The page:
Ross and Sharonda Baudy met in Katy, Texas. “I didn’t like him at first,” says Sharonda. Ross, who moved from Gentilly to Texas after Katrina, had purchased the nightclub at which she was the general manager. “He came in and fired everyone!”
The two laugh before he says, “I thought about firing you, too, but I didn’t.” Eye rolls and disdain eventually transformed to love and marriage. Ross always knew he wanted to return home to New Orleans, and after seven years in Houston working in the depths of the service-industry world, the two set out on a new venture together, with a goal of owning restaurants and bars. Inspired by what they saw on a trip to Austin, the Baudys decided to take a gamble, and be a part of the food-truck evolution. This would bring Ross back to his hometown, to open a food spot like nothing else available in New Orleans (or Louisiana, for that matter). The first food-truck park in the city was born. With the success of these parks in cities like Austin, San Francisco, Portland, Nashville, Boulder, and Atlanta, Ross and Sharonda Baudy thought: Why not here?
The Baudys opened Deja Vieux Food Park in March 2018. This was no easy feat. “No one knew how to regulate it, ’cause it was the first one,” says Ross. After purchasing the lot on Religious Street, it took two years to get all the proper clearances to open. If you’ve ever tried to get a city permit to build on your own property, or had to call the Sewerage and Water Board to dispute your astronomical bill, imagine multiplying that stress by a thousand. Headaches ensued. “We’ve put everything we have into this place. It’s been challenging. We’ve had to keep our heads above water, but God is good,” says Sharonda.
You may have passed Deja Vieux before. Quite often, they get mistaken for a movie lot.
It’s tough to open a business in this city, let alone a restaurant, let alone a business with several mini restaurants on the same property. The process to get the doors open seemed to have no end, and once open the competition is fierce. Places open and close as quickly as every relationship I had in my twenties. Starting small and learning through trial and error with a lot of patience and teamwork is what’s kept the Baudys’ food truck park dream alive. As Ross puts it, “It’s a blessing. If I’m not here, she’s here. We get to create together, and we share the same vision.”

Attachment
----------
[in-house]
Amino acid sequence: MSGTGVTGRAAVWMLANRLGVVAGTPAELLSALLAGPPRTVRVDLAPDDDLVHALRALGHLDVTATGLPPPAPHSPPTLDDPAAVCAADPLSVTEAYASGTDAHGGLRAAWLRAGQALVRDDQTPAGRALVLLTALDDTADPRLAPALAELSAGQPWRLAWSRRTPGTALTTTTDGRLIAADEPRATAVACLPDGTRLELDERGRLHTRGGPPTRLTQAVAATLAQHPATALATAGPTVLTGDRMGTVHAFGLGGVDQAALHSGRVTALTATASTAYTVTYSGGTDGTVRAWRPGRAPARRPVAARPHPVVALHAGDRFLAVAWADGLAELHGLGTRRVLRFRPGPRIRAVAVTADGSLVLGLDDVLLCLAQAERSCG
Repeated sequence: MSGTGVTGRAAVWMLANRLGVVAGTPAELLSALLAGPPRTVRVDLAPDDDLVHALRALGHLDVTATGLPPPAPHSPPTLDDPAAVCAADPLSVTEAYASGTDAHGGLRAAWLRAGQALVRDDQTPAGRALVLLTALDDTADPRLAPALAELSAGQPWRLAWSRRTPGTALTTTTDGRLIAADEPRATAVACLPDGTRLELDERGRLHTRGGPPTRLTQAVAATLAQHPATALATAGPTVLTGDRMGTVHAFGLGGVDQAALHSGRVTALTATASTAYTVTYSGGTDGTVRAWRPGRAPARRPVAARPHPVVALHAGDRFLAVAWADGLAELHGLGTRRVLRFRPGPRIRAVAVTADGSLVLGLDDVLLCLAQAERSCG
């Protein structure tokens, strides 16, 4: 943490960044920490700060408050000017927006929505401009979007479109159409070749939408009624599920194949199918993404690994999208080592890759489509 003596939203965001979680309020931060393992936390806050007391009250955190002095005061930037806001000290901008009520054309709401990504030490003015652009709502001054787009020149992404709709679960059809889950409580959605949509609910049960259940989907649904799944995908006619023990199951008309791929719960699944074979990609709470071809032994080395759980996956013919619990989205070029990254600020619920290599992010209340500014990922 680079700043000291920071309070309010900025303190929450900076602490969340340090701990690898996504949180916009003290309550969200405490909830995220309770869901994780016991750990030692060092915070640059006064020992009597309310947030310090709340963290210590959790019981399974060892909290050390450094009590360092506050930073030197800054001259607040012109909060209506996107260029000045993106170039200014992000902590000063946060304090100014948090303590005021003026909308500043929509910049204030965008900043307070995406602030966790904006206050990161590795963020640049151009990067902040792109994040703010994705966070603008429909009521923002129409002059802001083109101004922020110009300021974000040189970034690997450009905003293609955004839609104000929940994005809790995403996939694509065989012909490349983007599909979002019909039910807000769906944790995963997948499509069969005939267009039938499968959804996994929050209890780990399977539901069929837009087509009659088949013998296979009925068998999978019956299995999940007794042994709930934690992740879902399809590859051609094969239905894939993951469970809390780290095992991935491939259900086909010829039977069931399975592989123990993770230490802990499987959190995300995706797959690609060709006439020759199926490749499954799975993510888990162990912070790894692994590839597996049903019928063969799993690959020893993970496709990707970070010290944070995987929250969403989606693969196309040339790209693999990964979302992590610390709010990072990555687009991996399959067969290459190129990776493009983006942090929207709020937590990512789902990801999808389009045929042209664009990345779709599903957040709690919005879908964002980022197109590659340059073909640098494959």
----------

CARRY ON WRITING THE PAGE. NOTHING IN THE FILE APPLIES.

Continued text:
This labor of love is truly a family affair. Upon arriving to interview the Baudys, the first thing I saw was the two of them, working together outside of a food truck, Soulsation Kitchen. Ross’ son Justin and Sharonda’s son DeMarcus both help mom and pops with the operation. The mural painted across the bar and bathrooms (made from an old shipping container) was painted by Ross’ nephew.
Not only is it all in their family, but Sharonda and Ross agreed it’s the perfect place for the families of others. “If a family goes out to eat, there’s no pleasing everyone. This kid wants this, the other wants that. We bring variety. Kids can’t run around a restaurant and play games. They can here.” There’s dominoes, darts, corn hole, giant playing cards, and most importantly for the youth of today, Wi-Fi. Dog families are welcome too: the Baudys are stocked for your pooches with doggie bowls, doggie beer, and even poop bags.
The lot can hold up to seven food trucks at a time. It varies who and how many on a daily basis, but you will never go hungry. There are always two mainstays: Johnny’s Jamaican Grill, specializing in jerk chicken, curry and oxtail, and Sharonda’s truck, Soulsation Kitchen. “It’s named that because I’m country, I’m from Texas, and I’ve got soul,” says Sharonda. Her wings are named after soulful folks as well; you can order the Patti Labelle, Fats Domino, and The Temptations. Themed nights at the park rotate weekly, monthly, and seasonally. Ross updates the Instagram account (@dejavieuxfoodpark) on a daily basis to keep customers informed. Deja Vieux’s popular Caribbean Night is every Friday, with live DJs.
The space is open and airy, with a fully stocked bar. Whiffs of Jamaican jerk chicken pass by with every gust of wind that randomly sweeps through, as semis roll by, one after another. There is seating for days, plus umbrellas, a sign that reads “Bon Appetit,” and giant Jenga games line the bar tables. TVs hang from above, there are tiki torches throughout, and island music plays in the background. Between the breeze, the fans, and the shade, the 80-percent humidity is bearable. The Deja Vieux Food Park is just like the Soulsation truck reads: “We’re not fancy. We’re just soulful.”
For full details check out www.dejavieuxfoodpark.com.